Repurposing mucosal delivery devices for live attenuated tuberculosis vaccines

Puri, Munish, Miranda-Hernandez, Socorro, Subbian, Selvakumar, and Kupz, Andreas (2023) Repurposing mucosal delivery devices for live attenuated tuberculosis vaccines. Frontiers in Immunology, 14. 1159084.

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Tuberculosis (TB) remains one of the most lethal infectious diseases globally. The only TB vaccine approved by the World Health Organization, Bacille Calmette-Guérin (BCG), protects children against severe and disseminated TB but provides limited protection against pulmonary TB in adults. Although several vaccine candidates have been developed to prevent TB and are undergoing preclinical and clinical testing, BCG remains the gold standard. Currently, BCG is administered as an intradermal injection, particularly in TB endemic countries. However, mounting evidence from experimental animal and human studies indicates that delivering BCG directly into the lungs provides enhanced immune responses and greater protection against TB. Inhalation therapy using handheld delivery devices is used for some diseases and allows the delivery of drugs or vaccines directly into the human respiratory tract. Whether this mode of delivery could also be applicable for live attenuated bacterial vaccines such as BCG or other TB vaccine candidates remains unknown. Here we discuss how two existing inhalation devices, the mucosal atomization device (MAD) syringe, used for influenza vaccines, and the Respimat® Soft Mist™ inhaler, used for chronic obstructive pulmonary disease (COPD) therapy, could be repurposed for mucosal delivery of live attenuated TB vaccines. We also outline the challenges and outstanding research questions that will require further investigations to ensure usefulness of respiratory delivery devices that are cost-effective and accessible to lower- and middle-income TB endemic countries.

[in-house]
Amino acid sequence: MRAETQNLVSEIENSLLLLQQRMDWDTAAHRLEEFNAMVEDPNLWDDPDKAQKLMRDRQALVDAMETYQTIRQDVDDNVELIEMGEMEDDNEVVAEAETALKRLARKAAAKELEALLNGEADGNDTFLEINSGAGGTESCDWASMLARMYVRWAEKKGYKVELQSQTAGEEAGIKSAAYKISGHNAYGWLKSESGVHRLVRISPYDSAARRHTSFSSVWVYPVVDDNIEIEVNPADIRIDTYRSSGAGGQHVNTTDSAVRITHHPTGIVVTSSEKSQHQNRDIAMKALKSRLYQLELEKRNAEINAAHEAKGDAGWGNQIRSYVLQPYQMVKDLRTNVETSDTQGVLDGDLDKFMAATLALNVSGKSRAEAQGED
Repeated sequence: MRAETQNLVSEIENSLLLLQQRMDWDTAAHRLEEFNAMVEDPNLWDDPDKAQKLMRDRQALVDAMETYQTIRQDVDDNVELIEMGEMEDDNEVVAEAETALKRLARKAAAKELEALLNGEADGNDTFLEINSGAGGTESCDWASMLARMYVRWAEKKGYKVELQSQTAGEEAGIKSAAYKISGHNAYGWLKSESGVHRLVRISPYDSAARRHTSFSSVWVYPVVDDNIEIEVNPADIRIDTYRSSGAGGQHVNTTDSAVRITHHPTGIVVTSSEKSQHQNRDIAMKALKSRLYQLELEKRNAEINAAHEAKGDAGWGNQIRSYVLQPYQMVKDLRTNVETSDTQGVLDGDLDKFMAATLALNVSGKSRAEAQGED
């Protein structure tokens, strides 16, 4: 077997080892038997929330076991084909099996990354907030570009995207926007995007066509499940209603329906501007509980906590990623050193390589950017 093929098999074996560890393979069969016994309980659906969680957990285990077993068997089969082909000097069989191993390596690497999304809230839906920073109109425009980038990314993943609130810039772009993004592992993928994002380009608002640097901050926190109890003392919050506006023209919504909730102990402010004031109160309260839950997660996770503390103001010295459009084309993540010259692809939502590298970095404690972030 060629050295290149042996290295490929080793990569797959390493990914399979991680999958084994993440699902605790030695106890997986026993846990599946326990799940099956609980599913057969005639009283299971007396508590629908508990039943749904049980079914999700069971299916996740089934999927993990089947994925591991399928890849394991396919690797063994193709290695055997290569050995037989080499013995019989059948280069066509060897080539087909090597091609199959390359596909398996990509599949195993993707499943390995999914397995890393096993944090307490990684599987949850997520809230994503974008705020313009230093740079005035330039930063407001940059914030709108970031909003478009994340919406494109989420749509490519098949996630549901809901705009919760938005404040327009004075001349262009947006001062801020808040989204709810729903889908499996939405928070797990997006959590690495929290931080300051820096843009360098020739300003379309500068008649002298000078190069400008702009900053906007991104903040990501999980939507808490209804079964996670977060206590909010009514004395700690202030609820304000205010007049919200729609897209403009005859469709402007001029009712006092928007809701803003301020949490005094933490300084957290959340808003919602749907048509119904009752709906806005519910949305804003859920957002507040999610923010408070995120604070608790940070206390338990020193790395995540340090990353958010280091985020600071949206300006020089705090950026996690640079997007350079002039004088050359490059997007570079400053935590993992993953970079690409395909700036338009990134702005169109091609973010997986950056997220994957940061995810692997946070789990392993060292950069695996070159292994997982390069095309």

Item ID: 79072
Item Type: Article (Research - C1)
ISSN: 1664-3224
Keywords: mucosal, mucosal atomization device (MAD) syringe, mucosal vaccine, Respimat, Soft Mist ® ™, tuberculosis, vaccine delivery
Copyright Information: © 2023 Puri, Miranda-Hernandez, Subbian and Kupz. This is an open-access article distributed under the terms of the Creative Commons Attribution License (CC BY). The use, distribution or reproduction in other forums is permitted, provided the original author(s) and the copyright owner(s) are credited and that the original publication in this journal is cited, in accordance with accepted academic practice. No use, distribution or reproduction is permitted which does not comply with these terms.
Funders: National Health and Medical Research Council of Australia (NHMRC)
Projects and Grants: NHMRC APP2008715
Date Deposited: 02 Jan 2024 23:49
FoR Codes: 32 BIOMEDICAL AND CLINICAL SCIENCES > 3214 Pharmacology and pharmaceutical sciences > 321404 Pharmaceutical delivery technologies @ 20%
32 BIOMEDICAL AND CLINICAL SCIENCES > 3204 Immunology > 320499 Immunology not elsewhere classified @ 80%
SEO Codes: 20 HEALTH > 2001 Clinical health > 200104 Prevention of human diseases and conditions @ 100%
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